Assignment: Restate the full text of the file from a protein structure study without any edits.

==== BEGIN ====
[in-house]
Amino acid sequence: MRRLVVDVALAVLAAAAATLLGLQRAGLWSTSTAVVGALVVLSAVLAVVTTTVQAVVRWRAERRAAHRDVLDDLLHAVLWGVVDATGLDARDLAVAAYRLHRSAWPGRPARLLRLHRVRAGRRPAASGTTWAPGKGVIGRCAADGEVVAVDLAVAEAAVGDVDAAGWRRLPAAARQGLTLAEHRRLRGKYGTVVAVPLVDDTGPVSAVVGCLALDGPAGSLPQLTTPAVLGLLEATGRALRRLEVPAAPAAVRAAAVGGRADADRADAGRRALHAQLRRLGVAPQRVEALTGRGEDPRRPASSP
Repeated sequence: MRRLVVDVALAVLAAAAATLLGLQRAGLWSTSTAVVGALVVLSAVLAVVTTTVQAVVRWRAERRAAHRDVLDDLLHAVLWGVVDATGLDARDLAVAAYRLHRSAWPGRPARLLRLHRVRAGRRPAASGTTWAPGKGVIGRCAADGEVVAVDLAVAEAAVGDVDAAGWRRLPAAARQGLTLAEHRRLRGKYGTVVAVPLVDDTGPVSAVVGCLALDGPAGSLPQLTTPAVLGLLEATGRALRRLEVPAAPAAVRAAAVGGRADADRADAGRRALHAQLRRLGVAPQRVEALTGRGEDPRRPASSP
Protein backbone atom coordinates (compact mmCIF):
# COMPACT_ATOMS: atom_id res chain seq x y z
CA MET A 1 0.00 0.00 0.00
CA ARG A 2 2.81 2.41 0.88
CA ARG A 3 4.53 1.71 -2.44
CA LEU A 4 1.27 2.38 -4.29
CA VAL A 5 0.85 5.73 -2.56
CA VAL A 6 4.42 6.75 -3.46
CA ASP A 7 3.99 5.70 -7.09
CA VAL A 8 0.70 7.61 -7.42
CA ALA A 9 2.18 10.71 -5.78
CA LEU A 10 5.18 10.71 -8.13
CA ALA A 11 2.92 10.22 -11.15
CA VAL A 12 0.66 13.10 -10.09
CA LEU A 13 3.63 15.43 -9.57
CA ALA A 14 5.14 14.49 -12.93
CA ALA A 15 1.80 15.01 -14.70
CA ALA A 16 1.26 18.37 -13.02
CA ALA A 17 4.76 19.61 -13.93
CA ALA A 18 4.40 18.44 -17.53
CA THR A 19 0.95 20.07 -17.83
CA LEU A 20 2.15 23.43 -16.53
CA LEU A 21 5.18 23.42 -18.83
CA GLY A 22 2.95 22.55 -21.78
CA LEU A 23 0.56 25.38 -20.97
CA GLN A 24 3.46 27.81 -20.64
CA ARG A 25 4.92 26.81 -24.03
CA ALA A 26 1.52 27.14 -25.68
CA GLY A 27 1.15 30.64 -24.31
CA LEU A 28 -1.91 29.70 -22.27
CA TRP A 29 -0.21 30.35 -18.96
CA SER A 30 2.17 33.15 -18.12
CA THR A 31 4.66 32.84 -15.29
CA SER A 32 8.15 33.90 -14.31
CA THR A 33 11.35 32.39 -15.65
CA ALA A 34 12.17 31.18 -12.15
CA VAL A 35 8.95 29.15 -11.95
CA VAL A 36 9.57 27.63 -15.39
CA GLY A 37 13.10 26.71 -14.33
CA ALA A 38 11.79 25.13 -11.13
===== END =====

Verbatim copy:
[in-house]
Amino acid sequence: MRRLVVDVALAVLAAAAATLLGLQRAGLWSTSTAVVGALVVLSAVLAVVTTTVQAVVRWRAERRAAHRDVLDDLLHAVLWGVVDATGLDARDLAVAAYRLHRSAWPGRPARLLRLHRVRAGRRPAASGTTWAPGKGVIGRCAADGEVVAVDLAVAEAAVGDVDAAGWRRLPAAARQGLTLAEHRRLRGKYGTVVAVPLVDDTGPVSAVVGCLALDGPAGSLPQLTTPAVLGLLEATGRALRRLEVPAAPAAVRAAAVGGRADADRADAGRRALHAQLRRLGVAPQRVEALTGRGEDPRRPASSP
Repeated sequence: MRRLVVDVALAVLAAAAATLLGLQRAGLWSTSTAVVGALVVLSAVLAVVTTTVQAVVRWRAERRAAHRDVLDDLLHAVLWGVVDATGLDARDLAVAAYRLHRSAWPGRPARLLRLHRVRAGRRPAASGTTWAPGKGVIGRCAADGEVVAVDLAVAEAAVGDVDAAGWRRLPAAARQGLTLAEHRRLRGKYGTVVAVPLVDDTGPVSAVVGCLALDGPAGSLPQLTTPAVLGLLEATGRALRRLEVPAAPAAVRAAAVGGRADADRADAGRRALHAQLRRLGVAPQRVEALTGRGEDPRRPASSP
Protein backbone atom coordinates (compact mmCIF):
# COMPACT_ATOMS: atom_id res chain seq x y z
CA MET A 1 0.00 0.00 0.00
CA ARG A 2 2.81 2.41 0.88
CA ARG A 3 4.53 1.71 -2.44
CA LEU A 4 1.27 2.38 -4.29
CA VAL A 5 0.85 5.73 -2.56
CA VAL A 6 4.42 6.75 -3.46
CA ASP A 7 3.99 5.70 -7.09
CA VAL A 8 0.70 7.61 -7.42
CA ALA A 9 2.18 10.71 -5.78
CA LEU A 10 5.18 10.71 -8.13
CA ALA A 11 2.92 10.22 -11.15
CA VAL A 12 0.66 13.10 -10.09
CA LEU A 13 3.63 15.43 -9.57
CA ALA A 14 5.14 14.49 -12.93
CA ALA A 15 1.80 15.01 -14.70
CA ALA A 16 1.26 18.37 -13.02
CA ALA A 17 4.76 19.61 -13.93
CA ALA A 18 4.40 18.44 -17.53
CA THR A 19 0.95 20.07 -17.83
CA LEU A 20 2.15 23.43 -16.53
CA LEU A 21 5.18 23.42 -18.83
CA GLY A 22 2.95 22.55 -21.78
CA LEU A 23 0.56 25.38 -20.97
CA GLN A 24 3.46 27.81 -20.64
CA ARG A 25 4.92 26.81 -24.03
CA ALA A 26 1.52 27.14 -25.68
CA GLY A 27 1.15 30.64 -24.31
CA LEU A 28 -1.91 29.70 -22.27
CA TRP A 29 -0.21 30.35 -18.96
CA SER A 30 2.17 33.15 -18.12
CA THR A 31 4.66 32.84 -15.29
CA SER A 32 8.15 33.90 -14.31
CA THR A 33 11.35 32.39 -15.65
CA ALA A 34 12.17 31.18 -12.15
CA VAL A 35 8.95 29.15 -11.95
CA VAL A 36 9.57 27.63 -15.39
CA GLY A 37 13.10 26.71 -14.33
CA ALA A 38 11.79 25.13 -11.13